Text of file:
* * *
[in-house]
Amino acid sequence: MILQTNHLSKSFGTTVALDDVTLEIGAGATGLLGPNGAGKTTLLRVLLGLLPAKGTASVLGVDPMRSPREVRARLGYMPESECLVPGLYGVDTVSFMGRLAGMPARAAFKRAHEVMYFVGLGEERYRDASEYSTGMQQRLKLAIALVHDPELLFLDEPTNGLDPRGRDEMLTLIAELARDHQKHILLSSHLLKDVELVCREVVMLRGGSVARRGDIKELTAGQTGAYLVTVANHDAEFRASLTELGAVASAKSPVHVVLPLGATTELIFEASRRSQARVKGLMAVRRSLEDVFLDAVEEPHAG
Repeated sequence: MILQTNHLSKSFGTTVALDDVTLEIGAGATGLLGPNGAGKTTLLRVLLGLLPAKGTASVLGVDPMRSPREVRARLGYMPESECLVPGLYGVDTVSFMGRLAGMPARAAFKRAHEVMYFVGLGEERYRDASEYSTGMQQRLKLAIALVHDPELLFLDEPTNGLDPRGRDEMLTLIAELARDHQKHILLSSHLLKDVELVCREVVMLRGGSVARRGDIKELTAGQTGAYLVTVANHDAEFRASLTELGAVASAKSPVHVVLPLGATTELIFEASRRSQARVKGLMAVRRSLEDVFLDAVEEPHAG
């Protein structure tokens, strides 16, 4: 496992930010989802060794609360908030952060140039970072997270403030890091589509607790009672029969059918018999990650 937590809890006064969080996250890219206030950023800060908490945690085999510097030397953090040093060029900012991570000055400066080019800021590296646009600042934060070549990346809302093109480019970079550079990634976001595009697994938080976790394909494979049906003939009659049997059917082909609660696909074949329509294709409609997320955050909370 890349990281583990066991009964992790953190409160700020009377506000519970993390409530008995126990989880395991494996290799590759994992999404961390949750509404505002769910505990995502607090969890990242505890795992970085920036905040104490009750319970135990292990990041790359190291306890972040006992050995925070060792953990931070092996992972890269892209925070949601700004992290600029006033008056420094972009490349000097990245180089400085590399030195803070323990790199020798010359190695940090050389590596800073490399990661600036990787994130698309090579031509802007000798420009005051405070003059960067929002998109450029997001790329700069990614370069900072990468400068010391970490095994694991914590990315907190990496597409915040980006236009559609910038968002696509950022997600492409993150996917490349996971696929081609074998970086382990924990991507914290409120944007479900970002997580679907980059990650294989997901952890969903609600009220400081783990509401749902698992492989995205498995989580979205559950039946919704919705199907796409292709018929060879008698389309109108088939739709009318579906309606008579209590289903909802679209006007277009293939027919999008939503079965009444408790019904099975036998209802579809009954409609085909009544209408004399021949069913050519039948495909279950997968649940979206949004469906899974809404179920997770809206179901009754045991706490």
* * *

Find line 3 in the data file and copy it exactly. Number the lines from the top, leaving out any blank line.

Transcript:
Repeated sequence: MILQTNHLSKSFGTTVALDDVTLEIGAGATGLLGPNGAGKTTLLRVLLGLLPAKGTASVLGVDPMRSPREVRARLGYMPESECLVPGLYGVDTVSFMGRLAGMPARAAFKRAHEVMYFVGLGEERYRDASEYSTGMQQRLKLAIALVHDPELLFLDEPTNGLDPRGRDEMLTLIAELARDHQKHILLSSHLLKDVELVCREVVMLRGGSVARRGDIKELTAGQTGAYLVTVANHDAEFRASLTELGAVASAKSPVHVVLPLGATTELIFEASRRSQARVKGLMAVRRSLEDVFLDAVEEPHAG